By Lil Nickelson
Row House restaurant is located along Harlem’s restaurant row at 2128 Frederick Douglass Blvd, New York, N.Y. 10026 on the Southeast corner of 115th Street. Row House is open seven days a week for lunch and dinner Monday through Friday from 12 Noon until 2am (closing at 4am on Fridays) and for brunch, lunch and dinner Saturday and Sunday from 11am until 4am on Saturday (and closing at 2am on Sundays). The restaurant’s web site is http://rowhouseharlem.com/ and their telephone number is 212 256-0019.
The white wood and glass front of the restaurant used many of the original design elements that is so evident in Harlem apartment buildings classic charm that the owners wisely decided to keep and restore. The upstairs dining room is light, bright and airy showcasing the brick walls contained within the structure. What’s even more amazing is the downside event space that has a totally different vibe that can be used for private event for parties of up to 150 guests.
Now the food served at Row House is being billed as seasonal American food which is a great way to say the menu will change as food items ready for harvest changes with the seasons. Their menu offers numerous small plates to encourages friends to share their plates and that is exactly what my tasting team member and cousin Laurice and I decided to do on the rainy summer evening we dined at Row House.
Our waiter was very knowledgeable about the menu and she steered us towards several selections. It’s always so refreshing when the wait staff knows enough about a restaurant’s menu that they can offer some suggestions the first time you visit a restaurant. We ordered two dishes each from the Harvest and Sea sections of the dinner menu plus two desserts.
We started out with the harvest menu items: Kale & Quinoa Salad and the Mexican Style Corn on the Cob. Laurice really likes kale salads so we ordered it and I must admit I was surprising very pleased with the salad, mainly because I felt like I was eating the rainbow of food colors with this dish. I was initially apprehensive because quinoa (pronounced “keenwah”) is becoming very popular with healthy eating establishments like it’s a grain but it isn’t; it’s a gluten-free super seed. This salad was delicious with the crispy quinoa, purple and golden beets, colorful radish slices, toasted hazelnuts, fennel and crispy prosciutto that was topped with a tempura battered fried squash blossom that was stuffed with goat cheese.
The Mexican Style Corn on the Cob was fresh corn with its husk pulled back was laid on top of a spicy aioli and had a generous sprinkling of cotija cheese and microgreens served on top. Locally sourced corn on the cob served up at this time of year is so sweet and tender. Cotija cheese is a hard cow’s milk cheese that originated in the Mexican town of Cotija. When I was a child I wouldn’t think about eating corn without lots of butter. I’m so glad my taste buds have grown up; now I rarely eat corn with butter.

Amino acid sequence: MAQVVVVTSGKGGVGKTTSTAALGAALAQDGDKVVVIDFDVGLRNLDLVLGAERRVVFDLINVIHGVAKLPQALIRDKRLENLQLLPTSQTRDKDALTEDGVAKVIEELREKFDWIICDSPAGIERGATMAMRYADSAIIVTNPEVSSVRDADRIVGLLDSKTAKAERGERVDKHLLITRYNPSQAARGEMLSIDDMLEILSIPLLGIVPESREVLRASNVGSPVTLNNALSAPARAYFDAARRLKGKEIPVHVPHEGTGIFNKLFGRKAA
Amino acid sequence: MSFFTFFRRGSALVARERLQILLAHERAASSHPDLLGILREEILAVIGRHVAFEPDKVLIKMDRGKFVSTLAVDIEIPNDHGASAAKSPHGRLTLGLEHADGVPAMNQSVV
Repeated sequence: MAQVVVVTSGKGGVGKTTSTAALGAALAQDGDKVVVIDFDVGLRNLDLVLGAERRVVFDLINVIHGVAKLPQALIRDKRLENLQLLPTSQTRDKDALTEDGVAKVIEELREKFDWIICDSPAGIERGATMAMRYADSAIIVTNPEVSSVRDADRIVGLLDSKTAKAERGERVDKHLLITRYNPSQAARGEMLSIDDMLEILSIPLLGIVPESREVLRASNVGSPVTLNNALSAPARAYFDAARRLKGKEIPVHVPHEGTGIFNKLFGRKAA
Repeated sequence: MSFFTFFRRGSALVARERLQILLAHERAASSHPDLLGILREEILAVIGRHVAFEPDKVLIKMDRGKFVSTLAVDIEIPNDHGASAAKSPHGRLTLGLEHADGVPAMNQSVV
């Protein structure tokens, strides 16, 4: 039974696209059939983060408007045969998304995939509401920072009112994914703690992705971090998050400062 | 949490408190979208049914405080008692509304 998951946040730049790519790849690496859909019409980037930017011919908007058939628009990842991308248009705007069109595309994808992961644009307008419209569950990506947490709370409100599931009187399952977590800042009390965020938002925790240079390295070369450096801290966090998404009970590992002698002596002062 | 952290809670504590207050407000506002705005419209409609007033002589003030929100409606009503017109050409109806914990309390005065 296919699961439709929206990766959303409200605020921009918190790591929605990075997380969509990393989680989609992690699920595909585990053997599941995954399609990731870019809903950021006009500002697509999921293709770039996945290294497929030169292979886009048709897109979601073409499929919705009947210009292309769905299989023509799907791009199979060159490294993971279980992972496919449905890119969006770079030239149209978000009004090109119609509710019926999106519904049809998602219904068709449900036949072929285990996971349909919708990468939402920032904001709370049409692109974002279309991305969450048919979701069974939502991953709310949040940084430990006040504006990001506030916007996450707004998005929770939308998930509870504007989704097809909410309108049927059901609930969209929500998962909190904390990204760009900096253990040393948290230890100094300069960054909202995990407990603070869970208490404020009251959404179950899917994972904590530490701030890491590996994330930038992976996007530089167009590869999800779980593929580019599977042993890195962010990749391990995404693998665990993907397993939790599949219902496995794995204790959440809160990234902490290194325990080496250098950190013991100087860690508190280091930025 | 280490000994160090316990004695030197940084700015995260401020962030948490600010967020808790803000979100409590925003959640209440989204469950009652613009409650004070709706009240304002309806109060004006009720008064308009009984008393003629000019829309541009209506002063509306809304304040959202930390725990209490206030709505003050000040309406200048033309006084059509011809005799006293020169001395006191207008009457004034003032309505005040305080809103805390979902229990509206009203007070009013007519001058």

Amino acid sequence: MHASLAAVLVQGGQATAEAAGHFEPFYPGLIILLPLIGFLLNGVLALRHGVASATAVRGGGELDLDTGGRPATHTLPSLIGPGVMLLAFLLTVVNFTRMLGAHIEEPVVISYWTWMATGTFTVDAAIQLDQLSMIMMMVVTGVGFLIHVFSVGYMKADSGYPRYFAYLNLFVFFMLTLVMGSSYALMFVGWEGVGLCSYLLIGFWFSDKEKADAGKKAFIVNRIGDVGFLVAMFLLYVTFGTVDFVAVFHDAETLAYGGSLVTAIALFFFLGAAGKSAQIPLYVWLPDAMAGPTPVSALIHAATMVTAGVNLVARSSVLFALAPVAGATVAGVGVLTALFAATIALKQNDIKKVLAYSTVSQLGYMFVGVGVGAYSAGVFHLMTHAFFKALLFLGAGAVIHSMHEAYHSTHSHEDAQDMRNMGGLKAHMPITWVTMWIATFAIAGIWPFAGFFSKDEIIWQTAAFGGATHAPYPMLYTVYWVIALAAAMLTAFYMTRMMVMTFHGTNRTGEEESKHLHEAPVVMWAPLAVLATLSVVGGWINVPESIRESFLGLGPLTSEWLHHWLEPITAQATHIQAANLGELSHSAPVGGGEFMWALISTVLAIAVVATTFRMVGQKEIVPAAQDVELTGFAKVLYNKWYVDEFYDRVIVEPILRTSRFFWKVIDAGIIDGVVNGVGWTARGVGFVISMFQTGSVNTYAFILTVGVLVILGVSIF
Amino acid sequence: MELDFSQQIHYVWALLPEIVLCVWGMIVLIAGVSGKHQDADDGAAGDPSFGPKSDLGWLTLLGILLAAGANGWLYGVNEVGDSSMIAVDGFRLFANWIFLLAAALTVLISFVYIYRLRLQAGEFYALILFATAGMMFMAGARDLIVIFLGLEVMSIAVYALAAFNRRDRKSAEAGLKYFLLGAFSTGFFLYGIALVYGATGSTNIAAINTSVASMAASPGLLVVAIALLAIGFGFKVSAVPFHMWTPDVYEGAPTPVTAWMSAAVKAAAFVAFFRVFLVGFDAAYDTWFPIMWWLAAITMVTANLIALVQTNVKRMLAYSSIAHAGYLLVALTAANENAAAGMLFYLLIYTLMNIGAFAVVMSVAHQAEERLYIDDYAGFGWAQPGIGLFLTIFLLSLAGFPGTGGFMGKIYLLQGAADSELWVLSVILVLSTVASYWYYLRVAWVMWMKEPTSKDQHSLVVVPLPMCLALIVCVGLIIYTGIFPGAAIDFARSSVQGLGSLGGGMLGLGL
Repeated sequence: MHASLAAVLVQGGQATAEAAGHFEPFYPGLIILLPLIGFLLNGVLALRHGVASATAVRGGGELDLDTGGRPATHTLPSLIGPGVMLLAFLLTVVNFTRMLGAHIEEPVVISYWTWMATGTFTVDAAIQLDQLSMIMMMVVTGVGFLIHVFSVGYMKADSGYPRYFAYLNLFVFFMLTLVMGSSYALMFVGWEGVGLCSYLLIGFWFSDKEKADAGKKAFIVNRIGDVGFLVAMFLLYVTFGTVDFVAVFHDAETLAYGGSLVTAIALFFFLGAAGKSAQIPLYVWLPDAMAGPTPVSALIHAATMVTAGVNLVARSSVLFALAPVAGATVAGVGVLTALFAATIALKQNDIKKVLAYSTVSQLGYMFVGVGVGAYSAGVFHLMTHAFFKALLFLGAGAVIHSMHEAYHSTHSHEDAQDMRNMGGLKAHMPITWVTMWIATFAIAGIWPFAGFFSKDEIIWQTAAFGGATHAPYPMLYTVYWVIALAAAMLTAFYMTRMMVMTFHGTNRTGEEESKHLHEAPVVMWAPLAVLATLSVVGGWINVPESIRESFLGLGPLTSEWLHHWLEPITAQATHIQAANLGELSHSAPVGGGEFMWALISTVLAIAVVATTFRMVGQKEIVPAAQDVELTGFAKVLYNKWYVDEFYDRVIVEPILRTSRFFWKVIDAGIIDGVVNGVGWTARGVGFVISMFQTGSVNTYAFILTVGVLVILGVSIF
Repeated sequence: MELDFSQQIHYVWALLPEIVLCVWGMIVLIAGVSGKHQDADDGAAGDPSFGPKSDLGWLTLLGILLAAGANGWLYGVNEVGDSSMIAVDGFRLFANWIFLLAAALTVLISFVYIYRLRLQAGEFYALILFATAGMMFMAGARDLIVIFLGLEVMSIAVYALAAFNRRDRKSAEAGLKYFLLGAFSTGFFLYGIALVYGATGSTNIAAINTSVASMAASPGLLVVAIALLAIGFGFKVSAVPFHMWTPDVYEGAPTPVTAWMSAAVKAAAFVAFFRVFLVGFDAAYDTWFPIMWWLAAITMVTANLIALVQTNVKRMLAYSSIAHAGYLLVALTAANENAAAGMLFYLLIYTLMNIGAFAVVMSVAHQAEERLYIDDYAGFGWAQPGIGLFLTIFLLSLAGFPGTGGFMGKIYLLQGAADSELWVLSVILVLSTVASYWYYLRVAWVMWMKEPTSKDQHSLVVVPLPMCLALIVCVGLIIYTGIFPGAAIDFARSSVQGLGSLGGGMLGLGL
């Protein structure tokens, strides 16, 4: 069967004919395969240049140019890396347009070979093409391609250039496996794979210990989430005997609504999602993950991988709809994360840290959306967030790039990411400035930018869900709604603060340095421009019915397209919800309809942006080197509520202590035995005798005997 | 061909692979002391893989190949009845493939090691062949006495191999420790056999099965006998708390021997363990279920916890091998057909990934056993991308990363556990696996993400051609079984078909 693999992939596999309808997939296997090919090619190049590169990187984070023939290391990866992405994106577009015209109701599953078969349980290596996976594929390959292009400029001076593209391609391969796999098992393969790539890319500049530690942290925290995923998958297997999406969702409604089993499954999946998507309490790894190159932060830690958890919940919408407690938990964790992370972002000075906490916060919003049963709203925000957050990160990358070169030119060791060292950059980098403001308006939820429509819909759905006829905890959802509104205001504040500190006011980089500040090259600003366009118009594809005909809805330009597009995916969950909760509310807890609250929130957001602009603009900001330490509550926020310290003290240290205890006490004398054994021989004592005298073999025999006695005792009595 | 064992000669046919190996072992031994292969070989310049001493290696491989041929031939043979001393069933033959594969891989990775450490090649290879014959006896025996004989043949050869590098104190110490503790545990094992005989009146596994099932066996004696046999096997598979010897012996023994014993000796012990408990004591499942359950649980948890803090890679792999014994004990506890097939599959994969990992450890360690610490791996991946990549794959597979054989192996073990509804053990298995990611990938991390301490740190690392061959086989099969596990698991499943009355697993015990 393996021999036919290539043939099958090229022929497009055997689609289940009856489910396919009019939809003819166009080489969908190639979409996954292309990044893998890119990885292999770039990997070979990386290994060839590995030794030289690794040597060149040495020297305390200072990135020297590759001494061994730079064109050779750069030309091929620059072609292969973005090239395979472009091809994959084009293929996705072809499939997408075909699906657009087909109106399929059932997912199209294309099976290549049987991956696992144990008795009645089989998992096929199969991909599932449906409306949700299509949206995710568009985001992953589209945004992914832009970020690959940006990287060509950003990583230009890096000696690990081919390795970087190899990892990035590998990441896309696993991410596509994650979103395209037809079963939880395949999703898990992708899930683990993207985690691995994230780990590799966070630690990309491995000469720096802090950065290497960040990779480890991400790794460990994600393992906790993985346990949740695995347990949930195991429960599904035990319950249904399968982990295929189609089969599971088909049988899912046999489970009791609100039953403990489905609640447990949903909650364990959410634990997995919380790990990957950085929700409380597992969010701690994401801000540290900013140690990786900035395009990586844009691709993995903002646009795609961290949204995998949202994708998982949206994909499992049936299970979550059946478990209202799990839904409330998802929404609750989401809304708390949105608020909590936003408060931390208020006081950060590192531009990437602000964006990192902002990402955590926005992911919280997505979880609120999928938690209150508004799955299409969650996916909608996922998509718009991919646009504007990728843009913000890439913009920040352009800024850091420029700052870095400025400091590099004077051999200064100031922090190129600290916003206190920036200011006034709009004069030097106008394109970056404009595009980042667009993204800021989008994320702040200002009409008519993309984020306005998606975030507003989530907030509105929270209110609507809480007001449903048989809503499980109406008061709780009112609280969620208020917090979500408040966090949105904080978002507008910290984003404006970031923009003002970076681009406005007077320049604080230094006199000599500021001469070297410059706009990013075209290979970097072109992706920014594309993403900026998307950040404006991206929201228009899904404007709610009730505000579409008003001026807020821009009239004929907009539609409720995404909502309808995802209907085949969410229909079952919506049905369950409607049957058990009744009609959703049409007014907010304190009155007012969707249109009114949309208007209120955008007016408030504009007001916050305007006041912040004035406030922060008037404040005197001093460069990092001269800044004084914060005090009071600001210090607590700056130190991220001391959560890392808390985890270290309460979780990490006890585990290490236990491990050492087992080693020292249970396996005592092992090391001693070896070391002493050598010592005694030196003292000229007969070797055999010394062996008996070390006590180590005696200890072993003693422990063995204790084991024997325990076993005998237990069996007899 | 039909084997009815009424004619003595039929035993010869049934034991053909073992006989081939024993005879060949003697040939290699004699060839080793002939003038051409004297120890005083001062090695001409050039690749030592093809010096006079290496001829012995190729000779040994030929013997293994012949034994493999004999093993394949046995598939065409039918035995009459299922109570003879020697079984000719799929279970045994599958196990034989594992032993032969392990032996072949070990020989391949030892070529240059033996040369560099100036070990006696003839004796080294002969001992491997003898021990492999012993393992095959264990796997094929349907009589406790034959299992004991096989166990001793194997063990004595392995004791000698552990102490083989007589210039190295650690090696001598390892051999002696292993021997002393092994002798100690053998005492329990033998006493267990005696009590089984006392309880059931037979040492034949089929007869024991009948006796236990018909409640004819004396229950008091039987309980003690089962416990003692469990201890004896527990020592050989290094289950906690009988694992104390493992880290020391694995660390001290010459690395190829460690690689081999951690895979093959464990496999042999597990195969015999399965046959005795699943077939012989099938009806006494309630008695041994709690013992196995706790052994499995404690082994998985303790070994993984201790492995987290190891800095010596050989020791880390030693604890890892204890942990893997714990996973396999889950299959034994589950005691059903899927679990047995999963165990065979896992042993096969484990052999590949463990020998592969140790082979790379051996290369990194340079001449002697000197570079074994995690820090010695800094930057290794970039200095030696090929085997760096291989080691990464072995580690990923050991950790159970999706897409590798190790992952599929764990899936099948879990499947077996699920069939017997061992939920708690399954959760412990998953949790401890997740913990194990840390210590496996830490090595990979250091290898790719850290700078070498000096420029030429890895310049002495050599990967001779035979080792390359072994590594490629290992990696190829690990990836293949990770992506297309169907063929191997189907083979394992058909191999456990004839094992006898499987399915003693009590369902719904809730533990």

By now our sea menu items were coming to the table: Seared Sea Scallops and the New England Lobster Roll Sliders. With each grabbed a slider wondering if the Maine lobster would be the star of the dish and it was. The lightly toasted roll, Old Bay mayonnaise, minced celery and chopped fresh chives and tarragon complemented and didn’t overpower the lobster meat.
The Seared Sea Scallops with sweet corn, red pepper and fennel was my choice because I love scallops and at this time of year I know that corn, fennel and red peppers are in season and at their peak and are abundant at the local farmer’s markets here in the city. The scallops were seared to perfection; they were moist and juicy inside with a little crunch on the outside layer. They were laid on top of a sweet corn kernels sautéed with a medley diced red peppers and fennel which has a hint of licorice to its taste. All of these items were on top of a wonderful puree of the sweet corn and a garnish of microgreens. If I had been at home I know that I would have licked my plate to get every bit of the corn puree in my mouth; some things you just can’t do when you’re out in a restaurant. This dish even knocked the kale salad into the number two slot for Laurice as her favorite dish. I’m planning on recreating this dish at home for myself before the season is out.
Now for dessert we sampled two dishes: Pear & Pecan Tart and the Chocolate Molten Cake, which I no longer see on their dessert menu at the present time. It was chocolate and soft in the middle with confection sugar sprinkled on top and a caramel sauce drizzled near sectioned slices of fresh citrus fruit and fresh mint leaves on the plates; yummy. The tart’s foundation was a rectangular piece of puff pastry topped with thin slices of pear that was laid on top of and covered with a bourbon-caramel sauce with candied pecans artistically laid on the sauce with a scooped of vanilla ice cream right in the middle of the tart. Something else I’d love to try to recreate at home. I love to recreate this dish as is and with plums, peaches this summer or quince in the fall.
You should add Row House to your list of places to eat when you dine in Harlem. This wasn’t my first time I dined at Row House (I had lunch there in the springtime) and it definitely won’t be my last. I plan on going back to Row House before the summer is over and I also would like to visit each season to see how the menu item changes along with the seasons. I looking forward to seeing what Executive Chef Andrew Welch has planned for the restaurant.
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